Etymologicon: A Circular Stroll Through the Hidden Connections of the English Language
|Narrated By:||Don Hagen|
|Date:||31 March 2014|
Do you know why...
...a mortgage is literally a death pledge? ...why guns have girls' names? ...why salt is related to soldier?
You're about to find out...
The Etymologicon (e-t?-'mä-lä-ji-kän) is:
-Witty (wi-te): Full of clever humor
-Erudite (er-?-dit): Showing knowledge
-Ribald (ri-b?ld): Crude, offensive The Etymologicon is a completely unauthorized guide to the strange underpinnings of the English language. It explains: how you get from gruntled to disgruntled; why you are absolutely right to believe that your meager salary barely covers money for salt; how the biggest chain of coffee shops in the world (hint: Seattle) connects to whaling in Nantucket; and what precisely the Rolling Stones have to do with gardening.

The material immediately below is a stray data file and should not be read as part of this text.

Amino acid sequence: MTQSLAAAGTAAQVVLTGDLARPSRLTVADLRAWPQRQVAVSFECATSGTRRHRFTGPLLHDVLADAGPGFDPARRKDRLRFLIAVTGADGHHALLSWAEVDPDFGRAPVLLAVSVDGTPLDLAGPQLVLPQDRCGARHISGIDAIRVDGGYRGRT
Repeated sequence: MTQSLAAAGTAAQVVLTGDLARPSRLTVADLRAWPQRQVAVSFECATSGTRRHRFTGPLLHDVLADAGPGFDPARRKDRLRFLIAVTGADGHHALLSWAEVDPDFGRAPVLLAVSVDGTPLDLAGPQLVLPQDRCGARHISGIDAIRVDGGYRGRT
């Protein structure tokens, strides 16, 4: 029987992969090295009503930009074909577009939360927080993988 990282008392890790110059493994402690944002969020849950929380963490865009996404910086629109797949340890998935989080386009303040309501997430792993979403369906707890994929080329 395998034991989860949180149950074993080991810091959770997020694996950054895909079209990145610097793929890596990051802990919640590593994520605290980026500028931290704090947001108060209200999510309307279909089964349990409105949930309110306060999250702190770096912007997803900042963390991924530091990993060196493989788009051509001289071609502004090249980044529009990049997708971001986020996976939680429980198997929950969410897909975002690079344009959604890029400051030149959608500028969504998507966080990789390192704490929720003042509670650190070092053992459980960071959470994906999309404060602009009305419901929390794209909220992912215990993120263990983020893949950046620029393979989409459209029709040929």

He is the author of best-selling books The Etymologicon, The Horologicon, and The Elements of Eloquence, as well as being known for his blog The Inky Fool. All of Forsyth's works have been based around the meaning of words and more specifically, obscure and out-of-use words. His first two books were featured on BBC Radio 4's series Book of the Week.
In June 2012, Forsyth gave a TEDX talk entitled "What’s a snollygoster? A short lesson in political speak".